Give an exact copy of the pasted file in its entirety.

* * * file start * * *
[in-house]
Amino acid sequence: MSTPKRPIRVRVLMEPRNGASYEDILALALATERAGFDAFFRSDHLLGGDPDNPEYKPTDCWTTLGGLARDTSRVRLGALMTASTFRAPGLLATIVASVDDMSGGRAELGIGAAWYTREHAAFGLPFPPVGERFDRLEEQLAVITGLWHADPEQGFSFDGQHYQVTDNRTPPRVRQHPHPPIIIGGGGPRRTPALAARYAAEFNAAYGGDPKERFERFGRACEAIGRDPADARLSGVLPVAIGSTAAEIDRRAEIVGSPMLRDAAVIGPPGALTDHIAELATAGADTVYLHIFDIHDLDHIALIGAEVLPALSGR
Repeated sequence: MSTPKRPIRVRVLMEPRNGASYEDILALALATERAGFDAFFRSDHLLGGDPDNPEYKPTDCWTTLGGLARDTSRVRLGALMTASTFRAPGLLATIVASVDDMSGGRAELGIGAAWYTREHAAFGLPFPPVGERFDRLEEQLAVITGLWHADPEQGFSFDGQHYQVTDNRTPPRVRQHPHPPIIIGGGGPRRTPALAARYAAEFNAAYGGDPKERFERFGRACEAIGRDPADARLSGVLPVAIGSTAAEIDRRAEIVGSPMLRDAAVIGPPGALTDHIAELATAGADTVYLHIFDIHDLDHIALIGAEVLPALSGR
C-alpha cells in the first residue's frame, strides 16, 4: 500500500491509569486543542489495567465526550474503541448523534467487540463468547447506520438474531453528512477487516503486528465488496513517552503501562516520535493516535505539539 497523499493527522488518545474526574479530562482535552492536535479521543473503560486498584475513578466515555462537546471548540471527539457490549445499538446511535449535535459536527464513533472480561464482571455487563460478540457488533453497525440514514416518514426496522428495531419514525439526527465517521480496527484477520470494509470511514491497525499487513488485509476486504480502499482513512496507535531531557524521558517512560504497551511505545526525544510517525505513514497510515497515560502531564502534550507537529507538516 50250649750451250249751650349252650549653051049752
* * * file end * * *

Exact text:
[in-house]
Amino acid sequence: MSTPKRPIRVRVLMEPRNGASYEDILALALATERAGFDAFFRSDHLLGGDPDNPEYKPTDCWTTLGGLARDTSRVRLGALMTASTFRAPGLLATIVASVDDMSGGRAELGIGAAWYTREHAAFGLPFPPVGERFDRLEEQLAVITGLWHADPEQGFSFDGQHYQVTDNRTPPRVRQHPHPPIIIGGGGPRRTPALAARYAAEFNAAYGGDPKERFERFGRACEAIGRDPADARLSGVLPVAIGSTAAEIDRRAEIVGSPMLRDAAVIGPPGALTDHIAELATAGADTVYLHIFDIHDLDHIALIGAEVLPALSGR
Repeated sequence: MSTPKRPIRVRVLMEPRNGASYEDILALALATERAGFDAFFRSDHLLGGDPDNPEYKPTDCWTTLGGLARDTSRVRLGALMTASTFRAPGLLATIVASVDDMSGGRAELGIGAAWYTREHAAFGLPFPPVGERFDRLEEQLAVITGLWHADPEQGFSFDGQHYQVTDNRTPPRVRQHPHPPIIIGGGGPRRTPALAARYAAEFNAAYGGDPKERFERFGRACEAIGRDPADARLSGVLPVAIGSTAAEIDRRAEIVGSPMLRDAAVIGPPGALTDHIAELATAGADTVYLHIFDIHDLDHIALIGAEVLPALSGR
C-alpha cells in the first residue's frame, strides 16, 4: 500500500491509569486543542489495567465526550474503541448523534467487540463468547447506520438474531453528512477487516503486528465488496513517552503501562516520535493516535505539539 497523499493527522488518545474526574479530562482535552492536535479521543473503560486498584475513578466515555462537546471548540471527539457490549445499538446511535449535535459536527464513533472480561464482571455487563460478540457488533453497525440514514416518514426496522428495531419514525439526527465517521480496527484477520470494509470511514491497525499487513488485509476486504480502499482513512496507535531531557524521558517512560504497551511505545526525544510517525505513514497510515497515560502531564502534550507537529507538516 50250649750451250249751650349252650549653051049752